The problem is that the LEDs are therefore always off center. This can create uneven lighting behind keycap legends and also on the surface of a keyboard. It’s also a “messy” light design. For example, with clear switch housings, the light bleeds all over the place (which is desirable in many situations) but if you want a more controlled backlighting design and want to ensure even lighting under keycaps and legends, nothing beats a light pipe design.

Simply put, the LED is placed under the center of the switch, the light is kept from bleeding out by the light pipe, ensuring controlled lighting, even glow under legends, and optimal brightness. (Logitech employs this to splendid effect with its Romer-G switches.) One caveat with the PG1442 is that so many pieces of the switch are translucent that you’re going to see a certain amount of light bleed in this particular design.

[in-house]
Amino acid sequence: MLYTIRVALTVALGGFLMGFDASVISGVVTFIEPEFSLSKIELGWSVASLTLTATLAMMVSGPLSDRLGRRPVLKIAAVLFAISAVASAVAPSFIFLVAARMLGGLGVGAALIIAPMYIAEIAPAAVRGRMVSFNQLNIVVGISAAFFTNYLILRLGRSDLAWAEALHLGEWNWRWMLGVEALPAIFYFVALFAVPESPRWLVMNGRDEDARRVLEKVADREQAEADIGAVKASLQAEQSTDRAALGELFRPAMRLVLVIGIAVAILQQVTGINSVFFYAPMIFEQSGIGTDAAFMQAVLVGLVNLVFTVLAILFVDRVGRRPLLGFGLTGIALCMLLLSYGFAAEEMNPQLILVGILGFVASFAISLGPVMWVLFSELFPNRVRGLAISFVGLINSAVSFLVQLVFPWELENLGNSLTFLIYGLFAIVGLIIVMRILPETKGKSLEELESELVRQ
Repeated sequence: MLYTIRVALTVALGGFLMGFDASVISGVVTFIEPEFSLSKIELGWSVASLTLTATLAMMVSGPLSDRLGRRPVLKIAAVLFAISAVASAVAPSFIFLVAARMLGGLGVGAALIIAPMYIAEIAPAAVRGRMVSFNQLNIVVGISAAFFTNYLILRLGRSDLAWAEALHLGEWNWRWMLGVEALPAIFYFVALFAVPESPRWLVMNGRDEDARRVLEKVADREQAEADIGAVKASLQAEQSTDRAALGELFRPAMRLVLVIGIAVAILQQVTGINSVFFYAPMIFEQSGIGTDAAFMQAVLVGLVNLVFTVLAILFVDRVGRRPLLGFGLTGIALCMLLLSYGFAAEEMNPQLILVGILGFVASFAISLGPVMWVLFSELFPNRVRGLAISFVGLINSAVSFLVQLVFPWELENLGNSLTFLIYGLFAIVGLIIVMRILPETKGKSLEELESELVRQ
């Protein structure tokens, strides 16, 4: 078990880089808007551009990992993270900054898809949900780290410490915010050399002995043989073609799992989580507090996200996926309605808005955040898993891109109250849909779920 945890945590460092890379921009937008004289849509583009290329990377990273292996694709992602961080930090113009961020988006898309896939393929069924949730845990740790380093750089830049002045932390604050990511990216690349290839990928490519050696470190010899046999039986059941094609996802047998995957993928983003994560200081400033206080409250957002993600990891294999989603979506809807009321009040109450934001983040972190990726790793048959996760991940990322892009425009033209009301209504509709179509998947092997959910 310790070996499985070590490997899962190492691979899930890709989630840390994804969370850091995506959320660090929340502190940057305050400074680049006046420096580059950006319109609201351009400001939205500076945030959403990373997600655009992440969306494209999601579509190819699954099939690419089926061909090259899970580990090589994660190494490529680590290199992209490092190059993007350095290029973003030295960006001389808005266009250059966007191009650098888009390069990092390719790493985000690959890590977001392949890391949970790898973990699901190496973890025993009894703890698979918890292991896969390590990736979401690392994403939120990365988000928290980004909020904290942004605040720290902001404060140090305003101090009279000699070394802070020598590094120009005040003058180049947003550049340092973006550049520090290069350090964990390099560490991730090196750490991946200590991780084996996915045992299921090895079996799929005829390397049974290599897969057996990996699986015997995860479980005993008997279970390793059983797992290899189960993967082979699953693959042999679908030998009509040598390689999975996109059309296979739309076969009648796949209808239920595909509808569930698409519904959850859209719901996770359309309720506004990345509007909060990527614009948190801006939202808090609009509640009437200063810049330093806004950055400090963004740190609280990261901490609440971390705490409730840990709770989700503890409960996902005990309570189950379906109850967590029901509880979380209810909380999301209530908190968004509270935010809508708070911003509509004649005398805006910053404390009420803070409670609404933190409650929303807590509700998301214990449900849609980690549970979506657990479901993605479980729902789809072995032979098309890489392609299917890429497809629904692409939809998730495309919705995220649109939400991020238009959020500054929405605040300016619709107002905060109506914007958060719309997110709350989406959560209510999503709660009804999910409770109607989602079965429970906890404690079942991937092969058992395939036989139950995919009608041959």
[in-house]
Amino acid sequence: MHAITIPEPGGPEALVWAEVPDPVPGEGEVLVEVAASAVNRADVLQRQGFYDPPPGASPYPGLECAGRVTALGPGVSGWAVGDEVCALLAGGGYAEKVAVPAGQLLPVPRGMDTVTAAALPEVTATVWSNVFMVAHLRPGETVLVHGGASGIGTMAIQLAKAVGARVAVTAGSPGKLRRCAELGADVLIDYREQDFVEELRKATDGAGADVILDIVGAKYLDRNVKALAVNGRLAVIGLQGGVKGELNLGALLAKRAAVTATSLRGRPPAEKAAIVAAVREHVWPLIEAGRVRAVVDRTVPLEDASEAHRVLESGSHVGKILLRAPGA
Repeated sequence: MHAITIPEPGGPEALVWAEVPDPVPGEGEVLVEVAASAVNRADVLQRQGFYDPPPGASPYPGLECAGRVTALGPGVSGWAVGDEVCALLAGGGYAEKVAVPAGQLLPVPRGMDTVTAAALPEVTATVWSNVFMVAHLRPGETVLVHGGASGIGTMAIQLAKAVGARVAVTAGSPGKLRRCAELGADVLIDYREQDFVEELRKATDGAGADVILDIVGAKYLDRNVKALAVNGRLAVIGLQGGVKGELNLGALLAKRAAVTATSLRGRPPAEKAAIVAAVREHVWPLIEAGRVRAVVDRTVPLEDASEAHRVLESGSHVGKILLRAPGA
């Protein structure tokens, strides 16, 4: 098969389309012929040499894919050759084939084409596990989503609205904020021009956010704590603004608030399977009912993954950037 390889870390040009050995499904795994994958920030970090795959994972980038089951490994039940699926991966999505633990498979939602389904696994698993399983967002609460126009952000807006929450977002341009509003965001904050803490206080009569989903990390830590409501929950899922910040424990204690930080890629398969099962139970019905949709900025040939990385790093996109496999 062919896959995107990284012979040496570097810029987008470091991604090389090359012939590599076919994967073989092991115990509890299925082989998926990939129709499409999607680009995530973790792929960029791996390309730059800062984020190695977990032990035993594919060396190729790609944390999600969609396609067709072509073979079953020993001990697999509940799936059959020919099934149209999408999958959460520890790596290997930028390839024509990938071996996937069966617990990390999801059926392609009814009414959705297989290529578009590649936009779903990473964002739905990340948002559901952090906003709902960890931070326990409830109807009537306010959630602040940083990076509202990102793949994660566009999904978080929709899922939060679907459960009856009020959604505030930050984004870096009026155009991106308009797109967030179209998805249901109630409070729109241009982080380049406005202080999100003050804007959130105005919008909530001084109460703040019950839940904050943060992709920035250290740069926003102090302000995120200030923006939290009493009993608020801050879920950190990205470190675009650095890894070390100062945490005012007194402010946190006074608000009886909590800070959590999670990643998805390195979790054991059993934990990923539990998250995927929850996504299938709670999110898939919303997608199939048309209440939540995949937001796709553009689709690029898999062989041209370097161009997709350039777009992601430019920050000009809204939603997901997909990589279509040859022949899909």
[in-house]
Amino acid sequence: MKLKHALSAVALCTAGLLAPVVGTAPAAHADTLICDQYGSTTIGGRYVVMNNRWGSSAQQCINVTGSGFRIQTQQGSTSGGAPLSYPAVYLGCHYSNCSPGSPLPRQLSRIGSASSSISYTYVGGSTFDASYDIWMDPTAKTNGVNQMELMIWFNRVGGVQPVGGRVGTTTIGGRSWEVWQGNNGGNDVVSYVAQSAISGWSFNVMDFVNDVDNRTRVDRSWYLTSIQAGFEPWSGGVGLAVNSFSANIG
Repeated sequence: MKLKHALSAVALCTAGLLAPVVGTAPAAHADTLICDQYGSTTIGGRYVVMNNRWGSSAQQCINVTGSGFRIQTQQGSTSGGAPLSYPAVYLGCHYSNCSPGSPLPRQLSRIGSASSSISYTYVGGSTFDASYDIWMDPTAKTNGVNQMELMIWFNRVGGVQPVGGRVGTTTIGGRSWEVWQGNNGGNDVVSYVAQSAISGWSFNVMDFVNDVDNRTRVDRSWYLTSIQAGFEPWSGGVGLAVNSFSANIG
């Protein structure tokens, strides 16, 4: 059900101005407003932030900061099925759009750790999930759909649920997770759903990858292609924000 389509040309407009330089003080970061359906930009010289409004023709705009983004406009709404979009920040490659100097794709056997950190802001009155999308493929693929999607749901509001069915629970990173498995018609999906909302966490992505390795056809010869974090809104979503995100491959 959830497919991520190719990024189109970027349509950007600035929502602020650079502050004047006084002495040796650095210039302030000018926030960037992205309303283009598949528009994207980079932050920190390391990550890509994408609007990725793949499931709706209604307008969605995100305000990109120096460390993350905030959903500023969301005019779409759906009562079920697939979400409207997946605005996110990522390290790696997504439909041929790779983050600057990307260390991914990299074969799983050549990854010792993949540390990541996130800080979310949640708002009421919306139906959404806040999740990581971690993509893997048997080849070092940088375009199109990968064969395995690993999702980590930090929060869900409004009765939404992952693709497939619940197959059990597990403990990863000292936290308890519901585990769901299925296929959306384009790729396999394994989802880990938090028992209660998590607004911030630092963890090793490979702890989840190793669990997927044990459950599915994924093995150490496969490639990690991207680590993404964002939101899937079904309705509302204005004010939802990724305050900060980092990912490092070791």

In the case of the PG1442, the scissor arms are absolutely necessary. If you pop off the chiclet-style cap that Kaihua wants to deploy with them, you can see and feel how incredibly wobbly the actual switch stem is. It’s downright loosey-goosey.

When you put the cap on, it locks into and rests on the scissor arms, which provides fairly strong stability. Then, when you press down, the sides of the scissor arms press down on four nubs (two on each side) of the slider. In that way, it creates some additional stability for the slider itself. The keycap, then, stabilizes the scissor arms, and the scissor arms in turn stabilize the slider.

Having just a few samples on hand, it’s difficult to draw significant conclusions about how the switches seem to perform, but we found the PG1442 switches to be somewhat “sticky” on the rebound. This is because of the scissor design; the press feels just fine, but towards the end of rebound, there’s an extra little hitch before the scissor arms fully reset. The rub, as it were, seems to be where the scissor arms mount inside the keycap.